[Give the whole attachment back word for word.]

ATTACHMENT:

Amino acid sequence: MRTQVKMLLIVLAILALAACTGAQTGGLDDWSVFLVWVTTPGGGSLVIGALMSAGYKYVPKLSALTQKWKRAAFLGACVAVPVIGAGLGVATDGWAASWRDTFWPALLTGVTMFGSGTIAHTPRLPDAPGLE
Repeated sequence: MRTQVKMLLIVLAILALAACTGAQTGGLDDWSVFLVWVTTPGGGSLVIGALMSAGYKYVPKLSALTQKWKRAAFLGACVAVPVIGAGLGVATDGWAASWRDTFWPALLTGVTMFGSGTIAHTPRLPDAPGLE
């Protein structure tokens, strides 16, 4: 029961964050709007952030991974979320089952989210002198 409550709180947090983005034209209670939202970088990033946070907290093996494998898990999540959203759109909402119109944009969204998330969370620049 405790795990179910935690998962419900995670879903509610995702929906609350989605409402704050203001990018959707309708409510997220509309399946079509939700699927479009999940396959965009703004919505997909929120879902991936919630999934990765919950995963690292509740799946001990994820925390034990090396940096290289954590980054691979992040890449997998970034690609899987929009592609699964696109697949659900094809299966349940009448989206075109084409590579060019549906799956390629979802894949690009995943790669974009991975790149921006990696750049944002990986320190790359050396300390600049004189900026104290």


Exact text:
Amino acid sequence: MRTQVKMLLIVLAILALAACTGAQTGGLDDWSVFLVWVTTPGGGSLVIGALMSAGYKYVPKLSALTQKWKRAAFLGACVAVPVIGAGLGVATDGWAASWRDTFWPALLTGVTMFGSGTIAHTPRLPDAPGLE
Repeated sequence: MRTQVKMLLIVLAILALAACTGAQTGGLDDWSVFLVWVTTPGGGSLVIGALMSAGYKYVPKLSALTQKWKRAAFLGACVAVPVIGAGLGVATDGWAASWRDTFWPALLTGVTMFGSGTIAHTPRLPDAPGLE
């Protein structure tokens, strides 16, 4: 029961964050709007952030991974979320089952989210002198 409550709180947090983005034209209670939202970088990033946070907290093996494998898990999540959203759109909402119109944009969204998330969370620049 405790795990179910935690998962419900995670879903509610995702929906609350989605409402704050203001990018959707309708409510997220509309399946079509939700699927479009999940396959965009703004919505997909929120879902991936919630999934990765919950995963690292509740799946001990994820925390034990090396940096290289954590980054691979992040890449997998970034690609899987929009592609699964696109697949659900094809299966349940009448989206075109084409590579060019549906799956390629979802894949690009995943790669974009991975790149921006990696750049944002990986320190790359050396300390600049004189900026104290």